Yep, inflation is here. How do I know? Like any good wannabe economist, I’ve created my own inflation barometer. I call it “price increases of random stuff that Josh buys at Walmart.” I also have my own barometer that measures whether or not we’re in a recession. I call it “At 8am, are there an absurd number of cars in a drive-thru waiting for $4 coffee?” FYI…according to my barometer, we’re not currently in a recession.
Anyhow, you may recall that a little over a year ago I compared the prices at Walmart vs. the prices at United. Comparing this data with my most recent trip to Walmart, here’s what I found: an average price increase of 22% on name brand stuff and 16% on generic stuff. Ouch.
*prices per ounce or unit
*ignore the prices for fruit. I think the fluctuation is more due to them being “out of season” than inflation.
Bummer, huh? Interestingly, I noticed that some companies disguised price increases by lowering volume. Example: the Ritz crackers boxes that i used for this comparison went from containing 16 ounces to containing 15.1 ounces. My Goldfish cracker quantity decreased from 33.5 ounces to 30 ounces per box. That’s right, Nabisco and Pepperidge Farm, I’m on to you.
4 other points worth noting:
1.) More bad news: aside from Rayovac batteries and honey, the only items that held firm on their prices are items that I don’t buy-like Honey Nut Spins or Parent’s Choice diapers. To paraphrase a favorite quote of mine:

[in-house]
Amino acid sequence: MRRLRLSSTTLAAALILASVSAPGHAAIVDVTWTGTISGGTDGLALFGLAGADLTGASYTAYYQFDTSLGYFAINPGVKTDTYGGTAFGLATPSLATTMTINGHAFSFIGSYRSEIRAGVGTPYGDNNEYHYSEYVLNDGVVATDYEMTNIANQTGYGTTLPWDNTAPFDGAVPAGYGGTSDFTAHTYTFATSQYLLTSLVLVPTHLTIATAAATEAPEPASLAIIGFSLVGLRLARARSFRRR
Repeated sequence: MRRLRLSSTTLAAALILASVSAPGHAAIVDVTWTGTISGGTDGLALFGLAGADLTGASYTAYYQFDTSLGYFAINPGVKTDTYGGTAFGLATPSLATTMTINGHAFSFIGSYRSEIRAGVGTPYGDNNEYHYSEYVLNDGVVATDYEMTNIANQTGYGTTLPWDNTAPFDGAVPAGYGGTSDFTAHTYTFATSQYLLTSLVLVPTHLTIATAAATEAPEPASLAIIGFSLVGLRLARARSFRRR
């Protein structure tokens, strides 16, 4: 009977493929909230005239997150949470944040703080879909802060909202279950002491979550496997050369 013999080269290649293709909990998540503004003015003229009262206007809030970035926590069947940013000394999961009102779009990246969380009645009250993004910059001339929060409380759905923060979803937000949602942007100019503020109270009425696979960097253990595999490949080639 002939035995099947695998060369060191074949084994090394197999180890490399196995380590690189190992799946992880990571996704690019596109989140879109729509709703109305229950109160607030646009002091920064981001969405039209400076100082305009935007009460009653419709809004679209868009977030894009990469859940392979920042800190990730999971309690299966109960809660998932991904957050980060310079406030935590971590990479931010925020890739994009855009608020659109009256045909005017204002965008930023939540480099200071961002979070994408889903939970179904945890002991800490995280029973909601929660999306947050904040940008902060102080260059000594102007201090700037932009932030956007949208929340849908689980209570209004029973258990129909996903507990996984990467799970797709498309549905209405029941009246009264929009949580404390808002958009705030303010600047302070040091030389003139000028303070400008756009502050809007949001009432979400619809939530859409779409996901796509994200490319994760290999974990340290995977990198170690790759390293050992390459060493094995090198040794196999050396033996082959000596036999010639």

Let’s say I’m at a friend’s house; and, I ask for a bowl of Honey Nut Cheerios. Let’s say that my friend says, “I’m out of Honey Nut Cheerios. Here, have some generic Honey Nut Spins instead.” Translation: “Hey Josh, I killed your mom. Here, try this generic lady instead.” Honey Nut Spins are not acceptable at any price.
2.) What’s up with the 88% increase on the cost of a 12 oz. box of generic crackers, Walmart? Was there some crackertastrophe that I wasn’t aware of?
3.) Just for fun, I ran some more numbers. In the highly unlikely scenario that food costs continue to increase at a rate of 22% per year, $500 worth of groceries today will cost you over $3,500 10 years from now.
4.) Inflation stinks.
Happy inflated shopping, America.